Winning the Special Jury Prize at Sundance this year, Hale County This Morning, This Evening has been the talk of Sheffield. Having finally caught up with it, this feels like the emergence of a major new cinematic voice in the form of director RaMell Ross. It’s an elliptical piece of reportage from impoverished Hale County, Alabama which, shot over half a decade as Ross lived and worked in the area as a gym instructor, takes the viewer on a walking tour of the place and its people. Although there is no narrative in the strictest sense, Ross’ tight and relentless technique makes Hale County a borderline masterpiece of documentary storytelling.
Strikingly, Ross uses the frame to hide elements – a balloon covering someone’s face, or a person off-screen driving a conversation while the camera focuses on a vacant onlooker. The separation of the senses widens our perception of things beyond the frame, and allows Ross to link scenes using their texture. Fog billowing behind a police car becomes dry ice in a club, which cuts to the flickering blue light of a playstation in a smokey lounge. It’s a film that softly explores the majesties of the everyday: screaming for the sake of it, the texture of objects and setting, and then carefully selects its image sequencing. The sound of a school playground sits over a vast tracking shot of desolate fields, drawing the people together with the landscape.
Hale County engages directly with the personality of its subjects. Not by highlighting any grotesque physical qualities, but by introducing everyone on a beat of action to zone in on their place in the world. It doesn’t trim any fat away, to the extent that some of it almost feels like found footage from social media. The face of a toddler staring at her father while he orders McDonald’s is one such moment, but sequenced near the end of the film it becomes one of the most strangely compelling images of the entire festival. The point-of-view is so strong that it almost feels first person. Ross only addresses us directly through brief intertitles “Carrying twins now, Boosie careth not about the film.” but you can feel his physical presence behind the camera. Each new space welcomes you in. There’s no time to adjust, you’re there, a part of the scene – whether it’s a football team in a locker room or moments of quiet domesticity.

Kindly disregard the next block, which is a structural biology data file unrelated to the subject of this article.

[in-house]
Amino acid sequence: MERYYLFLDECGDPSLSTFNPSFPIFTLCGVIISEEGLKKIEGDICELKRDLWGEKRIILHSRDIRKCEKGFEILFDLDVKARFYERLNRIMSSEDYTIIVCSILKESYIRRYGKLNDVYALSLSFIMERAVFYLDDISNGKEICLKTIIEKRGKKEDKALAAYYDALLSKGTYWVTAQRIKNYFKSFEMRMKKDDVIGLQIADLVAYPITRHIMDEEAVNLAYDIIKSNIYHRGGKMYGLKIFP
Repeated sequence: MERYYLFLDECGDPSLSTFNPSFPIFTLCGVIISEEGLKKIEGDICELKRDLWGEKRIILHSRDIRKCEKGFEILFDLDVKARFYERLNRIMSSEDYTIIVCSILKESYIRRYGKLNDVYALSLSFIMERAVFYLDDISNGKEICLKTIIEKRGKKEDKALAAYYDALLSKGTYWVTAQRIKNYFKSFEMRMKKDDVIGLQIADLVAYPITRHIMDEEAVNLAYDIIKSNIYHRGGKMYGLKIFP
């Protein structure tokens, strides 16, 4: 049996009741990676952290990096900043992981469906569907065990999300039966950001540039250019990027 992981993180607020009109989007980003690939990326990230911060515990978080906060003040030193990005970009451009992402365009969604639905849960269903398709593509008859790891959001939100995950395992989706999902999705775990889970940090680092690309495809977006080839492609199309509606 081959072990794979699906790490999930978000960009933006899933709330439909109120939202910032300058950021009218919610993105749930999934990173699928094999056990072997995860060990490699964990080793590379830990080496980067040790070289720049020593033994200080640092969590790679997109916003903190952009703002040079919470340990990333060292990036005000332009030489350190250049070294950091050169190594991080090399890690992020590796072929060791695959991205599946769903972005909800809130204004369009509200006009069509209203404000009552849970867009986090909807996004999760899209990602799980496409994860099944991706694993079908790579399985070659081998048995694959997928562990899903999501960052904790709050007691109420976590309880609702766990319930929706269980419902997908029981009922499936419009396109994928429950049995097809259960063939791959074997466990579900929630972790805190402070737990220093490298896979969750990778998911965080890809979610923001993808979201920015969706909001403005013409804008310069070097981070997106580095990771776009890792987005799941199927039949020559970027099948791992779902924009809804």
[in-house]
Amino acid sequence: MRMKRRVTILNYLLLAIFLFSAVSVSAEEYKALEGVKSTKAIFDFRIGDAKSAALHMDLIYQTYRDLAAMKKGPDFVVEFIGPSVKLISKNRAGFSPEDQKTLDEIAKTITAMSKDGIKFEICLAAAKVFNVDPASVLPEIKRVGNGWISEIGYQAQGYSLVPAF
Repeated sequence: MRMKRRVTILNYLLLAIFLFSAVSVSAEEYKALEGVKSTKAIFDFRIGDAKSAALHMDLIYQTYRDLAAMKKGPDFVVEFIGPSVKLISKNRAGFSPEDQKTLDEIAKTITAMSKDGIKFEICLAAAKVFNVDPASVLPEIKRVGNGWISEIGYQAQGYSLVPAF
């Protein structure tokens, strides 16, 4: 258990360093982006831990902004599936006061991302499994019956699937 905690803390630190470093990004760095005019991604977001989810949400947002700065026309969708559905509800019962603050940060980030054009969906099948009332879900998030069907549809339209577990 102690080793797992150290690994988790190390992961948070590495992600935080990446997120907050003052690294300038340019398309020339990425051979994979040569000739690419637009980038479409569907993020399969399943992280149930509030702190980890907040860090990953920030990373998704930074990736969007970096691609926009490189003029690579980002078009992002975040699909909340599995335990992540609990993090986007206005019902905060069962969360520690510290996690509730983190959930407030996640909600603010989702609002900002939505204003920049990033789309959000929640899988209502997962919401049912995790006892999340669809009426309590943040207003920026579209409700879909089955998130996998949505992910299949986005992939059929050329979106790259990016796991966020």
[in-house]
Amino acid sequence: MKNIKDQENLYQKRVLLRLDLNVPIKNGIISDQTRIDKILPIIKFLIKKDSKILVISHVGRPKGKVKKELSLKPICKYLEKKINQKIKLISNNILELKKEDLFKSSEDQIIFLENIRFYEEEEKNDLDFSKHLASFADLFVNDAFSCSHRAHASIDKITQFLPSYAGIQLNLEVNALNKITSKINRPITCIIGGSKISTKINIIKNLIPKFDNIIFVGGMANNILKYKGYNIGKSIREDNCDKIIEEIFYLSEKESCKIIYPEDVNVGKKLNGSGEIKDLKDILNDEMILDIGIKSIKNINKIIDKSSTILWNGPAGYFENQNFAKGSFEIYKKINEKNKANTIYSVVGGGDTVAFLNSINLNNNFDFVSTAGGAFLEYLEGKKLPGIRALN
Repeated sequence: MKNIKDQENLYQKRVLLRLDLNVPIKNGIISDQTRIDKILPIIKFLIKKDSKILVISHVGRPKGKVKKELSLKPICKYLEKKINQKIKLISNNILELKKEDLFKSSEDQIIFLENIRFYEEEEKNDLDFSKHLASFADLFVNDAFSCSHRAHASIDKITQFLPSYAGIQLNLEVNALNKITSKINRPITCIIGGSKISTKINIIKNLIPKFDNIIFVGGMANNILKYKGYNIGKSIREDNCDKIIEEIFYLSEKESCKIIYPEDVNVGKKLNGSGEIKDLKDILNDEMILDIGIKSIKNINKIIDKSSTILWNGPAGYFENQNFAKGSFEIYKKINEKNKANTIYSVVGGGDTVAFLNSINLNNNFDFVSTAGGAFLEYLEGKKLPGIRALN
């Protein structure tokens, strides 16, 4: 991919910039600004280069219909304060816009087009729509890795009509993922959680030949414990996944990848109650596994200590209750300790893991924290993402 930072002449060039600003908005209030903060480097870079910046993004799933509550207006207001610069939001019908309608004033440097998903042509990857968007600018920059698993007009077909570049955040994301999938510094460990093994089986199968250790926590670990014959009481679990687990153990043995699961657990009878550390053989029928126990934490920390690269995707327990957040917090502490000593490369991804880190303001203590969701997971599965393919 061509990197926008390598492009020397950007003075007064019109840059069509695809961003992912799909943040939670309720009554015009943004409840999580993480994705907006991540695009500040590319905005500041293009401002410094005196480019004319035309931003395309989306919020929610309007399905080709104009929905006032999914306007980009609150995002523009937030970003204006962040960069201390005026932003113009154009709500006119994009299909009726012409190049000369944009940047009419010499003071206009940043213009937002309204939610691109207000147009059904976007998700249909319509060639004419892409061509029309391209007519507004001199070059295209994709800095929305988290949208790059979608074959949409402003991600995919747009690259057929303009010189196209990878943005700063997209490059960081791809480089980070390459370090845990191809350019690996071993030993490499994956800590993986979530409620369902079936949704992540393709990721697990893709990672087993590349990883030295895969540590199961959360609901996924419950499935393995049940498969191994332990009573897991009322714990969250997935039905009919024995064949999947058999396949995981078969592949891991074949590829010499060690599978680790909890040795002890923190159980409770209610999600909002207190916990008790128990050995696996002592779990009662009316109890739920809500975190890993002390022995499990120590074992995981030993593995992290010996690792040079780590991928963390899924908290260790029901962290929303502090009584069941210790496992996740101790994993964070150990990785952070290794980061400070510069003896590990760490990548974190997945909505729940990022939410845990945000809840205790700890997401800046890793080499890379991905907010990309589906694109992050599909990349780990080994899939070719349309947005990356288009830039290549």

Like in Black Mother (Khalik Allah, 2018), you see a freshly born baby. But instead of using it as a spiritual, elevating moment, this scene is more grounded in the emotions displayed on the mother’s face, the clinicism of the delivery room. Hale County is not poverty porn. No facts and figures or didactic attempts to provoke change bog the film down. The audience is trusted to go with the film’s argument, to pick up on the situational context. A young man celebrating at a basketball game match cuts to his scared face as chilling shot of a policeman reflected in a wing mirror tells you all you need to know about his situation. Subtle political moments like this, or an insert shot of a minstrel that cuts to a shot of a man’s shadow playing catch, allow Ross to make his film part of a wider conversation about race in America without repeating over-familiar arguments. Instead, his focus is on the specific experiences of the people: a gambit that allows Hale County to operate within several spaces at once. This is very dirty indeed: challenging but rewarding, expertly edited and shot with a dynamic, light touch. Hale County is a potent work that all lovers of cinema need to seek out.
Hale County This Morning, This Evening showed at the Sheffield Doc/Fest in June 2018, when this piece was originally written. It is out in selected cinemas across the UK on Friday, January 18th.